Rather than relying on the talents of a single leader or personality to take the group forward, different members of the team can assume leadership roles at different times and in different situations. This helps share the burden of leadership, too. 

Organizations also need to think about how the executive team presents itself both internally and externally. Too much emphasis on a sole person, such as the CEO, can be counterproductive and make it more likely that the executive team is perceived as a bunch of individuals rather than a high-performing team. 

One strategy is to rotate the person who speaks at townhalls and community meetings to give every team member a voice and show a shared responsibility. When sending out company-wide emails from top management, firms should consider using the pronoun ‘we’ rather than ‘I’. 

Create psychological safety 

Another important feature of star teams is the ability to create an environment of psychological safety, where team members feel comfortable taking risks and expressing vulnerability with one another without fear of failure or embarrassment.   


Under Gareth Southgate, England’s national soccer team has managed to improve its performance, reaching the final of the UEFA Euros 2020 tournament by creating an environment of psychological safety. In an interview with the BBC, Southgate said he was pleased his players were taking risks and making mistakes without fear of failure, because it showed they were open to trying new things.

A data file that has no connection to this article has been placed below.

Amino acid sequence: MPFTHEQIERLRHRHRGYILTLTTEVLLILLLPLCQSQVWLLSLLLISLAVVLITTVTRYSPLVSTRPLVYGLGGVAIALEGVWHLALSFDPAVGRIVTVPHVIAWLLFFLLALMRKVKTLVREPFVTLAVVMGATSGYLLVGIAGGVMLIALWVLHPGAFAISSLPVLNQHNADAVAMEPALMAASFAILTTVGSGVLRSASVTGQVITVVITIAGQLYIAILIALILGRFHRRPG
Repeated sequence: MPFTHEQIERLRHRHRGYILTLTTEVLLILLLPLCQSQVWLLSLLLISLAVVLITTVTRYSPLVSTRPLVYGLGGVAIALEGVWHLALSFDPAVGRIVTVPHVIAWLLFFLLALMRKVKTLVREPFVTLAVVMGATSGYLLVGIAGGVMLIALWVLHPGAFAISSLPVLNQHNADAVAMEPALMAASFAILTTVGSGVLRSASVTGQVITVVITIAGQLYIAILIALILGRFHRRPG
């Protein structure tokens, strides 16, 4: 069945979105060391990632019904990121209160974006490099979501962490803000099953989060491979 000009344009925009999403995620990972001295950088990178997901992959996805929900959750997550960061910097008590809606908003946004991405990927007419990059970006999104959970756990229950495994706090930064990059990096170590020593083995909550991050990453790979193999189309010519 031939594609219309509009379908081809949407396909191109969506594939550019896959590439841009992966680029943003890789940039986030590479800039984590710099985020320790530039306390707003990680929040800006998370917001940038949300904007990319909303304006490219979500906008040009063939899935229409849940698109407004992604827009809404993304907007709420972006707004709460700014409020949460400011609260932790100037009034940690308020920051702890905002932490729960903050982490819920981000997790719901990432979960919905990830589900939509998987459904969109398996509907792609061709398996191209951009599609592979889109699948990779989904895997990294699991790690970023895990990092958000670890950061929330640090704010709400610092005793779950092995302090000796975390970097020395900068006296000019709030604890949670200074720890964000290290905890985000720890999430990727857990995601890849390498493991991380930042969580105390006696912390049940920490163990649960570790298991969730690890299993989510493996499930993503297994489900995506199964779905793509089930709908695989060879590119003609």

Tech giant Google conducted research that found that, in the best-performing teams, team members speak roughly the same amount as each other. This so-called ‘conversational turn taking’ encourages people to speak up without feeling judged or criticized. Another characteristic is ‘ostentatious listening’ where team members demonstrate that they have been actively listening by repeating what has been said and making eye contact. 

This is especially relevant for executive teams, which often suffer from an uneven distribution of airtime. A good start is to commit to conversational turn-taking, agree on what it means, how and in which meetings it will be implemented, and who will keep the team in check when the practice is abandoned.  

Put the fish on the table 

Once teams have established psychological safety, they are more likely to be courageous enough to raise and confront difficult issues by ‘putting the fish on the table’ as my colleague Professor George Kohlrieser says. In top executive teams, this might be the acknowledgement that individuals are in fact competing against each other. Having the confidence to say this out loud, however, is an indication that individuals feel comfortable being their honest and authentic selves. It also prevents issues such as suspicion and resentment from festering.


Ina Toegel

Professor of Leadership and Organizational Change at IMD

Ina Toegel’s research focuses on team dynamics, organizational change management, top management teams during corporate renewal, and founder influence. She directs the Leading High-Performance Teams program which supports executives in achieving team flow and transforming a group of individuals into a high-performing dream team.